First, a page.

Sustainable agriculture was defined by the LISA and SARE programs as integrated systems of crop and livestock production that: conserve natural resources and protect the environment, maintain the viability of the agricultural economy, and preserve a desirable quality of life for farmers, rural residents, and society as a whole. The National Organic Program expanded this agenda in 2002 by providing USDA standards for certification of organic foods, accompanied by modest funding to support research on organic farming methods. Various other government programs have provided indirect support for sustainable agriculture, including a small program to promote farmers markets and other local foods programs. However, USDA funding for sustainable and organic agriculture remains an insignificant aspect of the USDA agricultural research and education budget.
Several more significant government programs over the years have focused on soil and water conservation. However, such programs have done little more than slow the agricultural industrialization process. Lands taken out of production and diverted to conservation uses under programs such as the current CRP have invariably been brought back into production during times of production shortfalls and rising prices. Funds from some environmental programs such as the current EQIP have been diverted to uses that actually subsidize agricultural industrialization. The relatively new Conservation Stewardship Program shows some promise in that it rewards farmers for ecologically sound farming practices. However, it has been adamantly opposed by industrial agriculture advocates and is subject to being co-opted, as other programs have been, now that it has received significant funding in the 2008 farm bill.
The best hope for national food security is to rethink U.S. agricultural policy, from the ground up. I have proposed that current farm programs linked to specific commodities – corn, soybean, wheat, rice, cotton – be replaced with a farmers' tax credit. Currently authorized spending levels for farm commodity programs would allow each full time farmer to receive a payment of at least $20,000 per year to be credited against any tax liability. Farmers would have to submit a whole-farm plan, such as required for the new Conservation Stewardship Program, for transitioning from conventional to sustainable agriculture in order to qualify for the farm tax credit.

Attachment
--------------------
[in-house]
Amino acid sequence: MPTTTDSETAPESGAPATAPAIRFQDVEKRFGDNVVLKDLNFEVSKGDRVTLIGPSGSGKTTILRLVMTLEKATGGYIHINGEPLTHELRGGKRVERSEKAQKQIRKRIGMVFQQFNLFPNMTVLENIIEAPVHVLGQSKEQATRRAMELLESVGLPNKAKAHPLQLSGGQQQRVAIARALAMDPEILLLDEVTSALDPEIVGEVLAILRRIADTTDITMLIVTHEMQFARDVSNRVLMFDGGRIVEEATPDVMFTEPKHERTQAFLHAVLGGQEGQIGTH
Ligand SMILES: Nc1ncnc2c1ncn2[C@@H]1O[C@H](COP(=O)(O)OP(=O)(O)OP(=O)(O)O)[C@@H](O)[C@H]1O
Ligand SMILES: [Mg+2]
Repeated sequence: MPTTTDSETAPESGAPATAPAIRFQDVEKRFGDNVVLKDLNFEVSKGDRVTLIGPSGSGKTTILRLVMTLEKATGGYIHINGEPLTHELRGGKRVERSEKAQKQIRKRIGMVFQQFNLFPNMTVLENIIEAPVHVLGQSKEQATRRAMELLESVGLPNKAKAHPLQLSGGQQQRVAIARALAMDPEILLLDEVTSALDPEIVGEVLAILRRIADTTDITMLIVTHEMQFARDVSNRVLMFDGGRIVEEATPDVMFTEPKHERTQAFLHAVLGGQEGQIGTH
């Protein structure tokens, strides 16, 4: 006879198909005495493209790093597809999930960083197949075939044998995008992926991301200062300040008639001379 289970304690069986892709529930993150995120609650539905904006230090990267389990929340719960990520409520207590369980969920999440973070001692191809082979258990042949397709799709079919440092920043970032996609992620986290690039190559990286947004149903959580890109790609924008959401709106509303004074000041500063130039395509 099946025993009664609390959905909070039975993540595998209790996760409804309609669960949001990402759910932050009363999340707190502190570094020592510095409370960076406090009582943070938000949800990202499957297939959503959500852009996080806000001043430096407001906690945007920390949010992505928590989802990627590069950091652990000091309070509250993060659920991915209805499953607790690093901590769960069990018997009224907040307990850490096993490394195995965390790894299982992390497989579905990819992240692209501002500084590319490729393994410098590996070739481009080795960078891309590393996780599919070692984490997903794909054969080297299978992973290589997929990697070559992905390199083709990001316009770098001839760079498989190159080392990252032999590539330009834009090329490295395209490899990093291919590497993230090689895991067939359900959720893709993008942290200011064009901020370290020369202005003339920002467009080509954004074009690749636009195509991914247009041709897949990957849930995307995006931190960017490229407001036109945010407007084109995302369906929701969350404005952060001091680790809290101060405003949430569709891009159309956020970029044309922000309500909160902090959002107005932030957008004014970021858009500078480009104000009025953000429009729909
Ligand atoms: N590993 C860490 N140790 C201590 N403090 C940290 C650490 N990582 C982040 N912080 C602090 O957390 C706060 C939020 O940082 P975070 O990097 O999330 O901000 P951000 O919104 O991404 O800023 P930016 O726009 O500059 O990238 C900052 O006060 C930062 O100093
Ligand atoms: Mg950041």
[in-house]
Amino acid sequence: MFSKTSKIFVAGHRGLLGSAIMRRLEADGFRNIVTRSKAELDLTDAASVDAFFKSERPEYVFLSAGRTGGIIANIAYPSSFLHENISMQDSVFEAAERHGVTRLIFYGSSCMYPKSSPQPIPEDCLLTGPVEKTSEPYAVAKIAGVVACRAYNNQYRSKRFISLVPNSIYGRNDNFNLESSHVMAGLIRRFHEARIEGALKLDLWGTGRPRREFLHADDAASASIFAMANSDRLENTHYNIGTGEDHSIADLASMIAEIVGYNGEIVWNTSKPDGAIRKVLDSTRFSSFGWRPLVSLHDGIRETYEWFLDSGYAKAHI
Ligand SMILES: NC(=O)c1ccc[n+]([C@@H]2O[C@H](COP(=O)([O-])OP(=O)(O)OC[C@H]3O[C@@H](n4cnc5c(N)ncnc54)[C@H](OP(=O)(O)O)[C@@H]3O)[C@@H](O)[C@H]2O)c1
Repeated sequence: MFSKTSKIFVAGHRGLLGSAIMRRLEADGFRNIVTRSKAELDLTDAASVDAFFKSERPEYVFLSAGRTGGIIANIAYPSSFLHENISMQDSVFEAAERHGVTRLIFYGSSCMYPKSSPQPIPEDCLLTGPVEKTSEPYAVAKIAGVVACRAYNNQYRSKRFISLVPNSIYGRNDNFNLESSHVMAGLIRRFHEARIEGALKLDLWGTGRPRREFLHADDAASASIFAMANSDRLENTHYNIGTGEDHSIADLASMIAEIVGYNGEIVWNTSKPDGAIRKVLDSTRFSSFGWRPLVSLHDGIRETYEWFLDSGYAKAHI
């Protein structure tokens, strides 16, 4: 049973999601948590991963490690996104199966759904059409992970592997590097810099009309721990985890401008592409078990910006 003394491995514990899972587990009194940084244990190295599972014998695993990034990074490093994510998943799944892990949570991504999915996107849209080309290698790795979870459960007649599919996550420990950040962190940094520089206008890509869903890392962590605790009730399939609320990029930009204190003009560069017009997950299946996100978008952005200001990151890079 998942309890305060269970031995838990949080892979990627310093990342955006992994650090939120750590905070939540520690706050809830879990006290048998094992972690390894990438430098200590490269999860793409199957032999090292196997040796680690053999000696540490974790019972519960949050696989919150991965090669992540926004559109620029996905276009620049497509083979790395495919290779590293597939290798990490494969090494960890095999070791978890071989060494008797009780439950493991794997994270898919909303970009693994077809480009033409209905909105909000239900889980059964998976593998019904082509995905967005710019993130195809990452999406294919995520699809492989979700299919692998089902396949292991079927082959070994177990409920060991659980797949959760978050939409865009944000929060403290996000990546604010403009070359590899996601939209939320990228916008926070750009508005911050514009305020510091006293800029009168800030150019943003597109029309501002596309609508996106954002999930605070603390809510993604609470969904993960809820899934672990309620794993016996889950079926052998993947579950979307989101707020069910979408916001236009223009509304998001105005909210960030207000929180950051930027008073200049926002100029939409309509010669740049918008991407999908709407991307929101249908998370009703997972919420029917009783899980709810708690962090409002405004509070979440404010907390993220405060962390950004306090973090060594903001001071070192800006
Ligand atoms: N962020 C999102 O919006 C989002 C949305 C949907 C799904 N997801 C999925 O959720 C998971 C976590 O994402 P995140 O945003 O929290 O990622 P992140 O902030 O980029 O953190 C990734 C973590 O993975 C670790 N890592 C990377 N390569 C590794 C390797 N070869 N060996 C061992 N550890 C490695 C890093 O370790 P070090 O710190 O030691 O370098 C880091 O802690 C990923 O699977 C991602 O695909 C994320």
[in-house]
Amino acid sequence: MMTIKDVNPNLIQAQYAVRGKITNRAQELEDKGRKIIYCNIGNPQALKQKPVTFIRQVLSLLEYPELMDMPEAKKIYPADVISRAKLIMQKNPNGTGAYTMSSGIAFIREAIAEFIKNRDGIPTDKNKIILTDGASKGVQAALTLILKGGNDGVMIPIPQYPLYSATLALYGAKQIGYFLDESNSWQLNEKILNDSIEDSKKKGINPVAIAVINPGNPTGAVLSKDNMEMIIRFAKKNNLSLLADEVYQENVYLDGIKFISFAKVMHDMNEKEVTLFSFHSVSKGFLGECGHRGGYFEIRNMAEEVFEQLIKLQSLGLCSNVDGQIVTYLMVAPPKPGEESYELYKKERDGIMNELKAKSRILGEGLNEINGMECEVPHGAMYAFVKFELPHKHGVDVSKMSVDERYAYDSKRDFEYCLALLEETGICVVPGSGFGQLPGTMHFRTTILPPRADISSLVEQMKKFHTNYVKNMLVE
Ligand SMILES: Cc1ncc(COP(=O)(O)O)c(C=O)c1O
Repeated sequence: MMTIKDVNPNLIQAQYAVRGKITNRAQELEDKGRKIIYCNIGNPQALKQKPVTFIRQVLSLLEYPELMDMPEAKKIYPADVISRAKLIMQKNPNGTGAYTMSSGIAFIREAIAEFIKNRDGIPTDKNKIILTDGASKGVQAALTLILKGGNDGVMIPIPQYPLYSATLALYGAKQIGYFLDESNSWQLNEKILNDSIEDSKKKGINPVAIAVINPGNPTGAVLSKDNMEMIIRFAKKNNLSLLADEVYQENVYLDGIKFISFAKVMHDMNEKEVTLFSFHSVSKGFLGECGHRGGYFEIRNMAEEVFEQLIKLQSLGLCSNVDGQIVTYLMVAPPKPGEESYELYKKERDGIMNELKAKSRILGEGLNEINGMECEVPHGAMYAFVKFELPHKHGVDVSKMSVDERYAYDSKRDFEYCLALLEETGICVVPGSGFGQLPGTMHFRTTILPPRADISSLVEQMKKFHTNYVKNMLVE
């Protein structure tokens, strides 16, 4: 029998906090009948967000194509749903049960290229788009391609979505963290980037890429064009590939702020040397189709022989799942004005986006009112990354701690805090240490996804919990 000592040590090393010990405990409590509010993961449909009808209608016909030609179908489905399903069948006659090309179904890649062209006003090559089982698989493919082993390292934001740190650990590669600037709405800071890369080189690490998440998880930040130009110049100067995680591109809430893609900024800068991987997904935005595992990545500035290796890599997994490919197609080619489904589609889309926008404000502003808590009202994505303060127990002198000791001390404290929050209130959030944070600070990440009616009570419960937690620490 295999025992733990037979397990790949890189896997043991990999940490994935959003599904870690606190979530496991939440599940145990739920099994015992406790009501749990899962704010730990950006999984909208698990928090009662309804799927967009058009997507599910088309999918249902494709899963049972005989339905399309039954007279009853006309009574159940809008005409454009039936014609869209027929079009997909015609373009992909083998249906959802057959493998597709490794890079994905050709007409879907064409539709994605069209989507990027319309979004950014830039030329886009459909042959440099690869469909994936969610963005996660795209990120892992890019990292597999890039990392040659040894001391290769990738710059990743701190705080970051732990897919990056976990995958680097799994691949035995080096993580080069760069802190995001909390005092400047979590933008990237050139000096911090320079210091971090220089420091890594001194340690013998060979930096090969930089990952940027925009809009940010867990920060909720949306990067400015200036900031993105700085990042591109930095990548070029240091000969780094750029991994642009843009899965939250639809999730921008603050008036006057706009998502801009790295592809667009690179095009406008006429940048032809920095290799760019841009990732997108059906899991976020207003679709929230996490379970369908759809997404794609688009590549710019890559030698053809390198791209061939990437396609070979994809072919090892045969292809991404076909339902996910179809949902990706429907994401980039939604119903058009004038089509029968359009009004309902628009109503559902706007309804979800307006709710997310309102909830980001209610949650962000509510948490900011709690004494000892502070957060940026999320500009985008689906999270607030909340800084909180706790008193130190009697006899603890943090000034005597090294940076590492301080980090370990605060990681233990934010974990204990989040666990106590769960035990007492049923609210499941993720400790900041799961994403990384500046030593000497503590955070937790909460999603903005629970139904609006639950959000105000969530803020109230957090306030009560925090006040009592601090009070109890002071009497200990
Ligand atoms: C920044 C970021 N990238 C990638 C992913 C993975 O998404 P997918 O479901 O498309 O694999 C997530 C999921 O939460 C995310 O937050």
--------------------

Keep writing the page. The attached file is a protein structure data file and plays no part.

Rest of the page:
Farmers who were approved for the tax credit would pay a higher tax rate; I have suggested 50% of net farm income. Thus, as net farm income increases, the advantage of the individual farmer's tax credit would diminish. At a net farm income of $40,000, for example, the taxes owed (50% of $40,000) would offset the $20,000 tax credit. At some higher level, probably between $60,000 and $80,000, the farmer would be better off to give up the special farm tax credit, and pay taxes as any other business. At this point, however, the sustainable farming operation would be sufficiently profitable to ensure its sustainability without any further government support.
Farmers and ranchers would be free to own and operate as many acres and to produce as much as they choose, but the tax credit would be limited to a specific amount for each full-time, independent farmer. No one would dictate who should produce how much of what products. Those decisions would be made by farmers and ranchers, not by the government, and not by the multinational corporations. Farmers and ranchers who chose not to participate in the farmer's tax credit program would not be required to have a sustainability transition plan but would not be allowed to exploit their land or degrade the natural environment. Such farms would be classified as industry, rather than agriculture, and would be subject to the same environmental regulations as any other industry. No one, either American or foreign, has the right to exploit either the land or the people for short run economic gain.
The tax credit program would provide farmers and ranchers with many of the employment security benefits available to other public workers – minimum wages, unemployment benefits, and workers compensation. They would have the assurance of the tax credit to tide them over in years of crop failures, depressed prices, and times of ill health or other economic setbacks on their way to achieving sustainability. Over time, farmers and ranchers would be required to show progress toward sustainability to remain eligible for the tax credit. If, after some specified number of years, they fail to achieve economic sustainability, they could be helped to find employment elsewhere, freeing up their farm for a beginning farmer, who would then be eligible for the farm tax credit. New farmers don't need a government handout; they just need a fair chance to prove their worth.
The necessary changes in farm policy are not likely to occur without a rebellion of consumers and taxpayers against the current industrial food system and the government programs that support it. The most important thing new farmers can do to help is to demonstrate that the new farm is a better farm – for farm families, rural communities, and society. The future depends on new farms and new farmers; there can be no higher public policy priority than a new farm policy.